Discipline in Classroom Problems and Solutions Dissertation or Thesis complete

  • Length: 25 pages
  • Sources: 20
  • Subject: Teaching
  • Type: Dissertation or Thesis complete
  • Paper: #9101635

Excerpt from Dissertation or Thesis complete :

Teaching -- Classroom Management

Discipline in Classroom - Problems and Solutions

Classroom management is the phrase that teachers use to explain the act of managing their classroom and students to make sure those stressful and non-educational circumstances are avoided and students learn subjects successfully. Classroom management entails more than the management and discipline of the students but also the accessibility of additional information on topics. Effective classroom management will make life less traumatic for teachers and make sure that students are given the right tools and a calm atmosphere in which to learn (Diamond, 2011).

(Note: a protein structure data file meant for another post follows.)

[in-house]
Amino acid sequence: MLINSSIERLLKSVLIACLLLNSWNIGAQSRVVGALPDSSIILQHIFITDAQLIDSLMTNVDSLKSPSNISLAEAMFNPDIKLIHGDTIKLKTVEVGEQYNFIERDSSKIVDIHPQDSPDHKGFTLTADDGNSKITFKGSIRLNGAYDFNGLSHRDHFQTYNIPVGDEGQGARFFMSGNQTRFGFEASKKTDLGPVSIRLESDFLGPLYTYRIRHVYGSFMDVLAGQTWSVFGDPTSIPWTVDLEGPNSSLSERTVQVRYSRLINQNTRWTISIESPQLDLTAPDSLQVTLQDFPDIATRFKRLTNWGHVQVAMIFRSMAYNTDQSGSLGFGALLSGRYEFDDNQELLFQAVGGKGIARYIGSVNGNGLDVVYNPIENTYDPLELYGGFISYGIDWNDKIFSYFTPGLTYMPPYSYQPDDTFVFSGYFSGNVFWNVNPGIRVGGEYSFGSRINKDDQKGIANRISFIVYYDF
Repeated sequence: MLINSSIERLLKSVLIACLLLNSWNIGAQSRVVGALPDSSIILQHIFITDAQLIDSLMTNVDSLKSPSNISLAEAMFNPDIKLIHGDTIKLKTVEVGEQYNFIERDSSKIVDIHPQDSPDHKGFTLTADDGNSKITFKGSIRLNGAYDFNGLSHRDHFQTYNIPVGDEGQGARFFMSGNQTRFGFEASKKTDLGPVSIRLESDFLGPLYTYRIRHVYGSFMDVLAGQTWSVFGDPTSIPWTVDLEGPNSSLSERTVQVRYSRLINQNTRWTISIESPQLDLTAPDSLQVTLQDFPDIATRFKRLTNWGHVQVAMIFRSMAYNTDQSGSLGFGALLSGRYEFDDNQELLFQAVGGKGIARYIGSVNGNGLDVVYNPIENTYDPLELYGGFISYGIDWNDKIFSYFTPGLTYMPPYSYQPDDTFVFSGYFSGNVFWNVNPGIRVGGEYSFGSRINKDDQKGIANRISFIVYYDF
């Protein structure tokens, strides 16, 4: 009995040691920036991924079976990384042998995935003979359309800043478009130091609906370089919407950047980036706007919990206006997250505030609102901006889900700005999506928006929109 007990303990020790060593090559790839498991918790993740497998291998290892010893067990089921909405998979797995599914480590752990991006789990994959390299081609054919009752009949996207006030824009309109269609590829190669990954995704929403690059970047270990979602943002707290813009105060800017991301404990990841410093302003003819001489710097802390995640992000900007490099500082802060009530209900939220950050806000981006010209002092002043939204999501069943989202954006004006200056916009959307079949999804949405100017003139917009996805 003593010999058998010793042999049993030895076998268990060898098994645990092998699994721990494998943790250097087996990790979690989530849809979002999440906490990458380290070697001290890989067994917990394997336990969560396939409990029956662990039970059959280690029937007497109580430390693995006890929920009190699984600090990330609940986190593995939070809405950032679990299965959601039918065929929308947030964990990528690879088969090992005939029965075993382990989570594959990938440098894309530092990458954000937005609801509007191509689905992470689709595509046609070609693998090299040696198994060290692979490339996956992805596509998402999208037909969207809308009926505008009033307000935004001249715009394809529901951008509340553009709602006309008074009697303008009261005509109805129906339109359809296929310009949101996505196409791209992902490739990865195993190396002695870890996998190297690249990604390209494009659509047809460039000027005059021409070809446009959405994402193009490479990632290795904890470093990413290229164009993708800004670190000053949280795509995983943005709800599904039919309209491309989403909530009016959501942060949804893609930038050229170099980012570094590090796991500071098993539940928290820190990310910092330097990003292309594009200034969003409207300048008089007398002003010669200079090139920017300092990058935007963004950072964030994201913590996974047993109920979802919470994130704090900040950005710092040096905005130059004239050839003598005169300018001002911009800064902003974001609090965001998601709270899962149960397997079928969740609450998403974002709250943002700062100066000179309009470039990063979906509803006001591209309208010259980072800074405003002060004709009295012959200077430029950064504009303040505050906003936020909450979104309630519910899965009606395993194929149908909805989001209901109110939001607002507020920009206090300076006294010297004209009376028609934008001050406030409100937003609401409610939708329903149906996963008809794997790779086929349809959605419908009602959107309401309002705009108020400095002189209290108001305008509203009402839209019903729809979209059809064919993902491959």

Classroom management often differs from one teacher to another for the reason of the teacher's qualities, teaching methods, vigilance and amount of students in the classroom at any given time. Effective classroom management entails teachers being ready for lessons, inspiring students, offering appropriate and effectual discipline, making students feel contented, enhancing student self-esteem and conniving positive and entertaining lessons (Diamond, 2011).

The key to beginning a school year off with successful classroom management is to start the year by teaching the students the behaviors and conduct expected of them in the classroom. Teachers should convey a syllabus to older students or give details about procedures to small children. By making rules and procedures the main concern the first few days of school and making clear each rule and procedure with authority, teachers can successfully enforce their needs for an appropriately managed class (Diamond, 2011).